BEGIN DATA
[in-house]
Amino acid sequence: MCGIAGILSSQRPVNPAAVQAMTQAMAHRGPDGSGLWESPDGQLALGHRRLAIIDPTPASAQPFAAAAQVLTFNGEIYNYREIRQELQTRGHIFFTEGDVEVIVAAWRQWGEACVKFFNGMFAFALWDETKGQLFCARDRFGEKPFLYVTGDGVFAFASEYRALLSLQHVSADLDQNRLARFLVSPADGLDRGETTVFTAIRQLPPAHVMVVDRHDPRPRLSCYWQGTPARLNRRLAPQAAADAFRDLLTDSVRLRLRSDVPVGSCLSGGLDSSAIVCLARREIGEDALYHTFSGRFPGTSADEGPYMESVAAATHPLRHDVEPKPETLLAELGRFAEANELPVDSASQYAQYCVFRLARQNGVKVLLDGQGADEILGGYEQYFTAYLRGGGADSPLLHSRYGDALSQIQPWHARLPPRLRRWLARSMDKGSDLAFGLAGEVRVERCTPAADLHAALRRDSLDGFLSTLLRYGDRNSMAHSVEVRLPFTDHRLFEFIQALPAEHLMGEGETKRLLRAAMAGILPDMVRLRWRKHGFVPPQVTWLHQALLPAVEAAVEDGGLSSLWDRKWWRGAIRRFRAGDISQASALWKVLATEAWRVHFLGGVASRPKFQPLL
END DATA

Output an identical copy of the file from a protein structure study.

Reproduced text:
[in-house]
Amino acid sequence: MCGIAGILSSQRPVNPAAVQAMTQAMAHRGPDGSGLWESPDGQLALGHRRLAIIDPTPASAQPFAAAAQVLTFNGEIYNYREIRQELQTRGHIFFTEGDVEVIVAAWRQWGEACVKFFNGMFAFALWDETKGQLFCARDRFGEKPFLYVTGDGVFAFASEYRALLSLQHVSADLDQNRLARFLVSPADGLDRGETTVFTAIRQLPPAHVMVVDRHDPRPRLSCYWQGTPARLNRRLAPQAAADAFRDLLTDSVRLRLRSDVPVGSCLSGGLDSSAIVCLARREIGEDALYHTFSGRFPGTSADEGPYMESVAAATHPLRHDVEPKPETLLAELGRFAEANELPVDSASQYAQYCVFRLARQNGVKVLLDGQGADEILGGYEQYFTAYLRGGGADSPLLHSRYGDALSQIQPWHARLPPRLRRWLARSMDKGSDLAFGLAGEVRVERCTPAADLHAALRRDSLDGFLSTLLRYGDRNSMAHSVEVRLPFTDHRLFEFIQALPAEHLMGEGETKRLLRAAMAGILPDMVRLRWRKHGFVPPQVTWLHQALLPAVEAAVEDGGLSSLWDRKWWRGAIRRFRAGDISQASALWKVLATEAWRVHFLGGVASRPKFQPLL